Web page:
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Aldean goes back in time with new single

Tuesday, February 19, 2013 – Jason Aldean will release his next single, 1994, on Play MPE today.

The song embraces hip-hop elements and takes listeners on a journey through the year Aldean was a senior in high school. When Aldean first heard the demo of the song, written by Barry Dean, Luke Laird and Thomas Rhett, he wanted to record it.

"I love that this song gets such a reaction from people," said Aldean. "Country music in the mid-'90s was a big influence on my career, and I played all the songs that are referenced in '94 back in my club days. Joe Diffie was rocking a sick mullet, and he was hotter than ever...just putting out monster hit after monster hit. It totally takes me back to those days, and it makes me smile every time I hear it."

Aldean will preview the song on Today on Feb. 26 and the next night on Late Night with Jimmy Fallon. While in NYC, he'll also perform at the All for the Hall New York show at the Best Buy Theatre where he will join Vince Gill, Emmylou Harris and more in raising money for the Country Music Hall of Fame and at his first-ever show at Madison Square Garden, which sold out a few weeks ago in less than 10 minutes.

The 2013 Night Train tour kicks off this Thursday with a sold out first weekend and continues on to 24 cities through May. Jake Owen and Rhett will open for Aldean on the tour which also includes sold out stadium shows at the University of Georgia's Sanford Stadium (April 13), two shows at Boston's Fenway Park (July 12-13) and Chicago's Wrigley Field (July 20).

More news for Jason Aldean

CD reviews for Jason Aldean

Night Train CD review - Night Train
Jason Aldean is getting used to the view from the top. His last album "My Kinda Party" spawned 5 Top 10 singles and has charted for almost 2 years. Driven by rocking country coupled with rap and a power ballad, that album seemed to rise to the top of the charts organically. With his fifth release, "Night Train," he seems to be taking dead aim at the summit. Aldean is at his best as a studly outlaw, but the majority of the material on "Night Train" is clichéd »»»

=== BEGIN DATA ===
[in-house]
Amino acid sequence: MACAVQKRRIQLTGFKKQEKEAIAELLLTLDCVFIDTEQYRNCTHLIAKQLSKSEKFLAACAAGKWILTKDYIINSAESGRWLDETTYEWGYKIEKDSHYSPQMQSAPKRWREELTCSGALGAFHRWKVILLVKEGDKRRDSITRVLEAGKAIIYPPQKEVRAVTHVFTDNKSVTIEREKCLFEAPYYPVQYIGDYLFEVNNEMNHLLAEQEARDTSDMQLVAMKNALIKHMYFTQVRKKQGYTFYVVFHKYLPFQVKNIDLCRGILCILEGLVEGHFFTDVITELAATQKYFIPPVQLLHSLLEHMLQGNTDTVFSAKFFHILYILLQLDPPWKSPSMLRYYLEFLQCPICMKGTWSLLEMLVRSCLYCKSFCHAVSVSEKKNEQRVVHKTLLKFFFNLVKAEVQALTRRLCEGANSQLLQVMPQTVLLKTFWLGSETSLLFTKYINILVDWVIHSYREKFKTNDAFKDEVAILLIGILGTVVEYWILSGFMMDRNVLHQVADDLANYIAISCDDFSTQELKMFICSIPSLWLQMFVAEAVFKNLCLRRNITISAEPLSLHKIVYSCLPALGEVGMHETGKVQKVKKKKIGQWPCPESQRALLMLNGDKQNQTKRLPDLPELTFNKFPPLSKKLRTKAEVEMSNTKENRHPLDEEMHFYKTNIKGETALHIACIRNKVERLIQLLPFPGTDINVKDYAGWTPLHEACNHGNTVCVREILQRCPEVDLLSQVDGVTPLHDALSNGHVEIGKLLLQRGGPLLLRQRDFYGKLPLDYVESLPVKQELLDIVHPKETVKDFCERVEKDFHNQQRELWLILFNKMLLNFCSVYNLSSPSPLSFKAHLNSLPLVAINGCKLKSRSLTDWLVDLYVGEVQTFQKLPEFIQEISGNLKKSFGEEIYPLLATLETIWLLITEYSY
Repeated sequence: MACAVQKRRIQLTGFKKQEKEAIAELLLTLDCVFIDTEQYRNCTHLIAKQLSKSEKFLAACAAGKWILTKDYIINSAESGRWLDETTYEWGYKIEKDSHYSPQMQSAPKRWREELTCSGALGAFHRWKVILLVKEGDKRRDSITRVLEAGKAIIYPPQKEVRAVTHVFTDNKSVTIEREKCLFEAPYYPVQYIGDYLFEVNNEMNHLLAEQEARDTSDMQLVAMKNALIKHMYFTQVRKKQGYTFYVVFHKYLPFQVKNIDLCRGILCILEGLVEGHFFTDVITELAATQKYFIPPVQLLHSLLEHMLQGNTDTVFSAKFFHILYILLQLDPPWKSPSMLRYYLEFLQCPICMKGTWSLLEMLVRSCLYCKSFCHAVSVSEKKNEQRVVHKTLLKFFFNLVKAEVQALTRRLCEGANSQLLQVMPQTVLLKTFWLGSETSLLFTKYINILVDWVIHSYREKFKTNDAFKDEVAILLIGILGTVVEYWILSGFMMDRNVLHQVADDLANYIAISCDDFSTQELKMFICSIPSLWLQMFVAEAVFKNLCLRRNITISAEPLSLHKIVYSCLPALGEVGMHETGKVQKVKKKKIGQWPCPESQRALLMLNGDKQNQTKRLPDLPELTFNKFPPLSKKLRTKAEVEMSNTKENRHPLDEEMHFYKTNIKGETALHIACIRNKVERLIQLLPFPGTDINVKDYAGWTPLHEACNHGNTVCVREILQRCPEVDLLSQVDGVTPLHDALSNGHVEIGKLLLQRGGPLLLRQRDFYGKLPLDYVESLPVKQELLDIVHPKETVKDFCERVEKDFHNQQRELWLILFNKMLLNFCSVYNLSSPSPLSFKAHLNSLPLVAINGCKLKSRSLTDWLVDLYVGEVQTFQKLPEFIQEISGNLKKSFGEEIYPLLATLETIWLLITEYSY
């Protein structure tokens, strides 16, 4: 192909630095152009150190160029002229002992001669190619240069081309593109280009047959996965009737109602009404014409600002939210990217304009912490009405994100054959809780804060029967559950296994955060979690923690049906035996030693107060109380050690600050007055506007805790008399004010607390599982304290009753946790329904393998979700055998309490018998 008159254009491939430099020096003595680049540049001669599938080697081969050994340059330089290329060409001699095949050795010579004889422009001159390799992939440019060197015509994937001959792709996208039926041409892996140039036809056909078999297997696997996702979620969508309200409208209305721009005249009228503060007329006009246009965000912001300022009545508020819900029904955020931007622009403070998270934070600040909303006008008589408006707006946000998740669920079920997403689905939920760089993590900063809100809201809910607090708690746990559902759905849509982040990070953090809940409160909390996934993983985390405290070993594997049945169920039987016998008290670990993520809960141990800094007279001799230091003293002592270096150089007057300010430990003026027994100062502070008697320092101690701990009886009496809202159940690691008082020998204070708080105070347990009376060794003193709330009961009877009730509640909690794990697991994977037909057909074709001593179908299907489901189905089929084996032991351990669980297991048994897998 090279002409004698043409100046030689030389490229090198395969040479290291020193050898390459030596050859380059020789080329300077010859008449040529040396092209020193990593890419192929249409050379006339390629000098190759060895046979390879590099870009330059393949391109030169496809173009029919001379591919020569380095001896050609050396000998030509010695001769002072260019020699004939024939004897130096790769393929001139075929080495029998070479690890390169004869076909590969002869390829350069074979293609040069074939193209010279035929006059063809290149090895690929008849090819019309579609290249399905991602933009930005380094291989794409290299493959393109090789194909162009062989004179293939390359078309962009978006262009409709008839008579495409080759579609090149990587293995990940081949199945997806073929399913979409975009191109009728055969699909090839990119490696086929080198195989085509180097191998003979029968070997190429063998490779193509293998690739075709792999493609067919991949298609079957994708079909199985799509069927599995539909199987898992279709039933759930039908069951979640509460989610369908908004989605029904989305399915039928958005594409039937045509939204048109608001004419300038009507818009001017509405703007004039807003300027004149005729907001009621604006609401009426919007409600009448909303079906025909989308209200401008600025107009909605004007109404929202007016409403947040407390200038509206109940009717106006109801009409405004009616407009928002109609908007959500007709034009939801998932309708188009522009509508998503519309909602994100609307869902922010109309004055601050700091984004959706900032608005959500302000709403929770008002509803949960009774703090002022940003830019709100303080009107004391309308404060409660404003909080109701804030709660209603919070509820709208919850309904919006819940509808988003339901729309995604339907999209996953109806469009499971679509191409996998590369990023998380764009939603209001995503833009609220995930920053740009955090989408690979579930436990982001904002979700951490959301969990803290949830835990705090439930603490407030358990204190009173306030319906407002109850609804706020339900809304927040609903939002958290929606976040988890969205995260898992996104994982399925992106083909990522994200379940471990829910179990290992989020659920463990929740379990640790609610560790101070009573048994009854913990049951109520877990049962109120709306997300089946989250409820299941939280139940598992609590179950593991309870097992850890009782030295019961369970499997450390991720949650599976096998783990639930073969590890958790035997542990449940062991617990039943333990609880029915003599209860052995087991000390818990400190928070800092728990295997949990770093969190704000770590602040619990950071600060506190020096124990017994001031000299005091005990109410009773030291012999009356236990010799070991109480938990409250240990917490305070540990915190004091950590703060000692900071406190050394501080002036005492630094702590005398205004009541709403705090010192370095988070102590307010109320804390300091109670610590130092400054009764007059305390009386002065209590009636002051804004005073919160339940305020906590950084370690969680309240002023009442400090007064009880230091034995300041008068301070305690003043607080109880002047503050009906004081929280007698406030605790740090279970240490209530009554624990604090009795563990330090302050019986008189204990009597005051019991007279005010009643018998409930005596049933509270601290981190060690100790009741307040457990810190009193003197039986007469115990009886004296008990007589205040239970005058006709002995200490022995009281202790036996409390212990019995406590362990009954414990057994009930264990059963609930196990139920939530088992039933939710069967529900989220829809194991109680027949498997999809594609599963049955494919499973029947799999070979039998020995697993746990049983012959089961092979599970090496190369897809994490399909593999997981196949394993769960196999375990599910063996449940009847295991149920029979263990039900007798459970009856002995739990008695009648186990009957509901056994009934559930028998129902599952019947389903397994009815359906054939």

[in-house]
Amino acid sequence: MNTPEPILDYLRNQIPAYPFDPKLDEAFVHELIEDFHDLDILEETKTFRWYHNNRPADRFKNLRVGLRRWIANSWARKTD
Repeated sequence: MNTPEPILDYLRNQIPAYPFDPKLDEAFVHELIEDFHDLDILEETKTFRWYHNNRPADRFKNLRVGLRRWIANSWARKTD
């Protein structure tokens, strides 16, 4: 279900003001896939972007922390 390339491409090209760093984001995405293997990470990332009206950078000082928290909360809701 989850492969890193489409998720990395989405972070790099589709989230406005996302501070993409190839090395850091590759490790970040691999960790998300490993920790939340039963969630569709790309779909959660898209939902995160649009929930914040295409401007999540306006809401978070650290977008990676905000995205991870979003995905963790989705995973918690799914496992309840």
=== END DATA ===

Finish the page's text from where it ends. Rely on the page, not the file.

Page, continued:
My Kinda Party CD review - My Kinda Party
Jason Aldean covers plenty of familiar ground in his latest offering, moving with ease from tanned-leg Georgia dreams to square cornfields to a fairly even mix of church pews and bar stools. If anything, the album is a bit too seamless, one song melding into the next, the words on many evaporating into thin air. But it all adds up to a very good time - exactly what you'd hope for with an album with "party" in its title. Don't Wanna Stay , a duet with Kelly Clarkson (of all »»»
Wide Open CD review - Wide Open
If there's a theme running through Jason Aldean's third disc, it's leaving the country for the city and the highways in between - indeed, no less than three songs employ shopworn metaphors equating hitting the road with living your life. In the title track, a girl stuck in a small town finally sets out on the road to find herself, while Keep the Girl offers a man who can't decide between following his dreams or staying in the small town with his girl. In Fast, the city life is »»»
Editorial: Walking the talk – When names like Hank Williams, Johnny Cash, Waylon and the Hag are invoked, you're talking hard core country. These are the touchstones of country , the guys who made country music what it was and still is (or maybe can be). When these folks would sing about being down-and-out and the rough-and-tumble, they knew of what they were singing about. Fast forward a few years to the country singers of today. »»»
Concert Review: 19 years later, Harris returns with "Wrecking Ball" – At one point, Emmylou Harris told the crowd that she could not believe it had been 19 years since she released "Wrecking Ball." That was most understandable because based on this concert tour devoted towards playing the left of center atmospheric disc, the song bird has hardly missed a beat. Harris' label, Nonesuch, just released a... »»»
Concert Review: Hurray for the Riff: more than just a great name – Hurray for the Riff Raff is one well-named group. Not that it signifies all that much musically, but at least it's catchy and makes you want to root for the underdog. With a lot to live up moniker wise, the band in concert - which, in reality, is lead singer Alynda Lee Segarra from New Orleans and her backing mates - more than lived up to the "pressure.... »»»
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